Written by Carolyn Coffin
Imagine a drug that could help you burn fat, boost immunity, regulate blood glucose, end sugar cravings, brighten your mood, think clearly, and prevent chronic disease.
That drug exists. It’s called a good night’s sleep.
If sleep were made into pill form and marketed to us, we’d realize that it improves all markers of health, finances, happiness, and relationships ... without side effects. No doubt, it would fly off the shelves regardless of cost. So why aren’t we addicted to this drug?
Over the past two hundred years – first with the industrial revolution and then with the invention of the light bulb – time became money. Some speculate that our quest to become more productive has caused us to become blind to the fact that we can’t work around the clock. When our natural circadian rhythms – which used to be governed by the rising and setting of the sun – are disrupted by artificial light and digital stimulation after dark, it comes at a cost.
The stats don’t lie:
Forty percent of Canadians suffer from some form of sleep disorder, and sleep deprivation is estimated to cost $21.4 billion a year due to decreased productivity in our country alone. When combined with other developed economies like the United States, Japan, and the U.K., the losses skyrocket to a whopping $680 billion per year.
Perhaps the most troubling part is that we don’t believe we are suffering from lack of sleep because we “feel fine,” which is why it’s said to be a silent killer. But it doesn’t have to be that way. There are simple steps you can take right now to sleep more soundly tonight.
Five Tips to Engineer a Perfect Night’s Sleep
1. Catch some rays in the days – Get outdoors in the morning sunlight for about 15 minutes (e.g. walk, bike, yard work) to anchor your circadian rhythm and let your body know it’s daytime.
2. Give yourself a tech curfew – Blue light from screens interferes with our body’s natural production of melatonin, the sleepy hormone. This can lead to the familiar “tired but wired” feeling that makes it so difficult to wind down. Consider setting a tech curfew about 2 hrs before bed. If a screen curfew is not an option, consider installing Flux (justgetflux.com) on your computer, a free software program to pull the hormone disrupting blue light out of your screens.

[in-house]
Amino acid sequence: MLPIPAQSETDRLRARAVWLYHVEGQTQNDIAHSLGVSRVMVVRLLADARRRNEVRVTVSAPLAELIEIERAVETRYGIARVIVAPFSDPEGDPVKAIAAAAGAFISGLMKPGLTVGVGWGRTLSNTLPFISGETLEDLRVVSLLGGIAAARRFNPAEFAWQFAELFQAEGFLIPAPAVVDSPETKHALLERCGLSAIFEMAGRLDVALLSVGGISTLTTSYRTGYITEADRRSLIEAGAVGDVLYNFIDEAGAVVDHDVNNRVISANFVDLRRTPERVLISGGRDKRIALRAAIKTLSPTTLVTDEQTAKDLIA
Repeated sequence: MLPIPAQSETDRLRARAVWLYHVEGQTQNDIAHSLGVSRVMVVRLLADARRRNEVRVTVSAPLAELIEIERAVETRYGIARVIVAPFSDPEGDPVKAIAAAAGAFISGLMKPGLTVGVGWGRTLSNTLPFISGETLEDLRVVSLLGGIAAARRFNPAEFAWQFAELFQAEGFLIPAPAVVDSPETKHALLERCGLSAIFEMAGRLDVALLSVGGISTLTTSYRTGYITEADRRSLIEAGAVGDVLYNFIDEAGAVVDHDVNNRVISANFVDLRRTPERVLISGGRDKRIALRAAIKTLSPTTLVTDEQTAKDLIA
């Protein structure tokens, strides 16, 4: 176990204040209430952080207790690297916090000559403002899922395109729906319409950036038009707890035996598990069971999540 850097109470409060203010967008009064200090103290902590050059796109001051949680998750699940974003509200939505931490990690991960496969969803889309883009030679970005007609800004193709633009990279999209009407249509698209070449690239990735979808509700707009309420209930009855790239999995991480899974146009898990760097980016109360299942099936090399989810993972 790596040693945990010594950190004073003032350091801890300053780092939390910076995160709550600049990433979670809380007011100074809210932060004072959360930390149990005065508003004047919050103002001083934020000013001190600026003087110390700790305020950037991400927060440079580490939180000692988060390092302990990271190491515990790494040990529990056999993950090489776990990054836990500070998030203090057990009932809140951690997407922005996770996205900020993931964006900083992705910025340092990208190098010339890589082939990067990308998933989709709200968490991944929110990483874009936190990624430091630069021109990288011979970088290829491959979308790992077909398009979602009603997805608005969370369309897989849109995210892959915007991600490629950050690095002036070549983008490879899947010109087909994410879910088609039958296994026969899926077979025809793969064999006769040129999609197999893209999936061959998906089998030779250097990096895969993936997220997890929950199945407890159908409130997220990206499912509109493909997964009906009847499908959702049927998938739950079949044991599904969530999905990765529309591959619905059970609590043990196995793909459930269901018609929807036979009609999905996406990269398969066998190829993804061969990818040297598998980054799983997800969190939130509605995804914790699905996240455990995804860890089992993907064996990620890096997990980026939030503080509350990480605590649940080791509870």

3. Set a bedtime alarm – We usually set an alarm to wake up, so why not use one to get to bed? Program your phone to go off about half an hour before you want to fall asleep to remind you to start the bedtime process. For example, if you normally wake up at 6:30a.m. and you want eight hours of shut-eye, set your bedtime alarm for 10 p.m. for a 10:30 p.m. lights out. It’s also important to have relatively consistent bed and wake times.
4. Mellow out in the evenings – Trade in the screens for reading, socializing, or enjoying an evening stroll. A cup of herbal tea is also a great pre-sleep ritual.
5. Create a sleep sanctuary – Sleep in a quiet, tidy, cool (16 to 20 degrees Celsius), dark room. Remove all electronics, including computers and televisions, as well as work materials and excess clutter. Consider adding a houseplant, which naturally purifies the air by removing toxins.
Bottom line: Do whatever you can do to live in closer alignment with your natural circadian rhythm each day and you will find yourself sleeping like a baby again.
Carolyn can be reached at eatrealfoodacademy.com
Originally Published: August 21, 2017